As a member of gen Z I can tell you, at least in my experience, this is not true. Literally all of the people my age I know have their learner's permit or drivers license. And I live in a relatively urban area too.
Digital transformation together with the shared economy has disrupted the auto industry and the rental car industry in a big way. The disruption will only get worse as Gen Z joins the Millennial generation to become the core part of the workforce and spenders.
Ahh the perspective of the urban/suburban teenager. Powerful stuff, but still a large sample set that is not at all representative of the nation. Growing up in rural America, there was no choice about getting a car. Until you got your license, the only option for getting anywhere was having your parents drive you. Getting a license was the only path for freedom. To be fair to this article though, I’ve never actually purchased a car. I used my parents cars until I left for grad school, moving into a more urban area—where a car was not necessary—proving that urbanization is probably the most powerful factor here. That being said, most of my classmates from high school stayed in Vermont and all bought cars.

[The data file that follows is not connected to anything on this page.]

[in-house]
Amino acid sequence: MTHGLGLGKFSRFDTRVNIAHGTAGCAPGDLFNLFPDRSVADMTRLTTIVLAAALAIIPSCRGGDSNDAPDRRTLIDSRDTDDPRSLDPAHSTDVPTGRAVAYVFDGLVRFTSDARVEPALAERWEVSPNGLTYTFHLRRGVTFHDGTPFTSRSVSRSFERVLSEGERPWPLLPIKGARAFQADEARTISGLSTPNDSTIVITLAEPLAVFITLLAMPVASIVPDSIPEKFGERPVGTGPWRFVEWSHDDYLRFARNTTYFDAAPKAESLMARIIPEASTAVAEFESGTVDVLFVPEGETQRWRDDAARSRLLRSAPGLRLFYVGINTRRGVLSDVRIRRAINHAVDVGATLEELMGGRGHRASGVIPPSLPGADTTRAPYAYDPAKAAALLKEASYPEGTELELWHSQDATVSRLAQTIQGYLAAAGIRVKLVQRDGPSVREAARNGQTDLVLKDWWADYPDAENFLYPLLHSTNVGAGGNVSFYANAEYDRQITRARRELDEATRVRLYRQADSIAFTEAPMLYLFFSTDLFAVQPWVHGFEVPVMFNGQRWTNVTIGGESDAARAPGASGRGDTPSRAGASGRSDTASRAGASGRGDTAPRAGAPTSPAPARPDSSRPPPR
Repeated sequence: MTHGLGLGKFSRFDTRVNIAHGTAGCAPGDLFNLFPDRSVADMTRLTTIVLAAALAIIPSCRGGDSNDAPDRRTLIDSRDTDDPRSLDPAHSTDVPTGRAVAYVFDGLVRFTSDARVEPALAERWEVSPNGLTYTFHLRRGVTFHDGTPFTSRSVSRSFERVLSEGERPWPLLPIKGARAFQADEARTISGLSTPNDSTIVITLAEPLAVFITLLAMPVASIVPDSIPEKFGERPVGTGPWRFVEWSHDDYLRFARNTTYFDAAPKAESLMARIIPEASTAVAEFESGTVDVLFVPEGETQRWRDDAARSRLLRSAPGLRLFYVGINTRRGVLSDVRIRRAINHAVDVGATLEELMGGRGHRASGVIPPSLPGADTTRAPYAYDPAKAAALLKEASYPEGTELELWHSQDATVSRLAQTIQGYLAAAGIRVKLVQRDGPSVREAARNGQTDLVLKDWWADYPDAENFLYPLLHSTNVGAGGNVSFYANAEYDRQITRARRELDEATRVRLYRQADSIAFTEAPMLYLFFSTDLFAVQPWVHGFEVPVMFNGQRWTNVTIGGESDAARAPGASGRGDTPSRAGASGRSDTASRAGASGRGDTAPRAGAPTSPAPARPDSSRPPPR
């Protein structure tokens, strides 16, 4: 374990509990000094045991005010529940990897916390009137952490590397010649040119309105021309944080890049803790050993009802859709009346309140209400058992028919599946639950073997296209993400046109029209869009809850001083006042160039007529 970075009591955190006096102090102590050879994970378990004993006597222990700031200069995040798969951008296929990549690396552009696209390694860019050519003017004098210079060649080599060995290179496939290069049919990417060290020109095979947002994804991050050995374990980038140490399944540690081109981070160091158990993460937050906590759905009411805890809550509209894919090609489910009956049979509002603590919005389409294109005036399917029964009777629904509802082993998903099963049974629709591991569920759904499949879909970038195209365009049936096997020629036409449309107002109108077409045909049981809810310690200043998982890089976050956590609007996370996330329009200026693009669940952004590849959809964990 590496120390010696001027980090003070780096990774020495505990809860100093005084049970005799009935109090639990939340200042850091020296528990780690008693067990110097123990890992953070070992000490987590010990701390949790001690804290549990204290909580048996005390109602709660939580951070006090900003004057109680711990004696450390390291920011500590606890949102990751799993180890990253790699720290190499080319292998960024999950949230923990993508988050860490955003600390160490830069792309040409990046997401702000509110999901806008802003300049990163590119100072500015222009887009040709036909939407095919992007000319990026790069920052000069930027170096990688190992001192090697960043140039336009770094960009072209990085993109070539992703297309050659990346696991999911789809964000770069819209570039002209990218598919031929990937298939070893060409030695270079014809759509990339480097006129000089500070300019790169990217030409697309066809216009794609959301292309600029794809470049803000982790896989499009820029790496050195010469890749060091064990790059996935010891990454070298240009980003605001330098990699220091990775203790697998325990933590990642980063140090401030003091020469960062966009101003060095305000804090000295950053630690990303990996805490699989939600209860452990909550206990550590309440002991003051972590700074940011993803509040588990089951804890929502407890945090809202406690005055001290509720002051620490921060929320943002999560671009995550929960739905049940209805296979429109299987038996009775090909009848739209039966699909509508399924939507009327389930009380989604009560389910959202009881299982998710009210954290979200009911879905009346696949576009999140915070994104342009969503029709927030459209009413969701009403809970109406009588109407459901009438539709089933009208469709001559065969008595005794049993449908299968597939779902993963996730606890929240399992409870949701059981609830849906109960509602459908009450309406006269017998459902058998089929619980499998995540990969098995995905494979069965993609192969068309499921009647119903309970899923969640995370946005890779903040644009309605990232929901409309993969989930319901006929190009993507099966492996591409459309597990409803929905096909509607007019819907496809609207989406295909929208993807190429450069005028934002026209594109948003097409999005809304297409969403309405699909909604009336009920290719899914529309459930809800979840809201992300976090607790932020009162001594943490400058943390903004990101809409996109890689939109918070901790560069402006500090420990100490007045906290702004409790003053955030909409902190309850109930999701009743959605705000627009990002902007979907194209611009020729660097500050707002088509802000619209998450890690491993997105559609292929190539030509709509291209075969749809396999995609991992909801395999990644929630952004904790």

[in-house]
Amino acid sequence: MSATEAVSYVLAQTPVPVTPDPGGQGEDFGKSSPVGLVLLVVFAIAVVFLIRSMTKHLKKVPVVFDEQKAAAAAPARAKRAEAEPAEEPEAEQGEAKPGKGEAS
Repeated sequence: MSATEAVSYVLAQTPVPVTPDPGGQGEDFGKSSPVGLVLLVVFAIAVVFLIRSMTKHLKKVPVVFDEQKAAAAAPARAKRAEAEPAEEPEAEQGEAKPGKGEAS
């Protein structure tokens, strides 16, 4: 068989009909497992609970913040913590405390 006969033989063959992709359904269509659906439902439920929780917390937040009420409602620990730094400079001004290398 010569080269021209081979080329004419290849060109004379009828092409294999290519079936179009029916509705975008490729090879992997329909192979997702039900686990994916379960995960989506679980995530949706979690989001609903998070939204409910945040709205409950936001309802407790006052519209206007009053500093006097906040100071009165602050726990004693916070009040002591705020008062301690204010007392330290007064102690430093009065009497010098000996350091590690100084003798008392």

It's never been about driving, the activity, rather, the freedom and independence. The social ramifications of a shift in when teens can obtain this level of freedom, previously only accessible with a licence, will be the more interesting thing to observe.
Teenagers with drivers licenses is down big over the last few decades. And young adults in their 20s are also increasingly passing on driving.Many reasons for this:1/growth of app based car services and ride sharing2/better options to remotely hang out with friends via video and social media3/rising price of new cars4/moving to cities reduces need for a carThose who do buy cars are increasingly buying used. Being a car manufacturer today is a tough business. Self driving cars can’t come fast enough.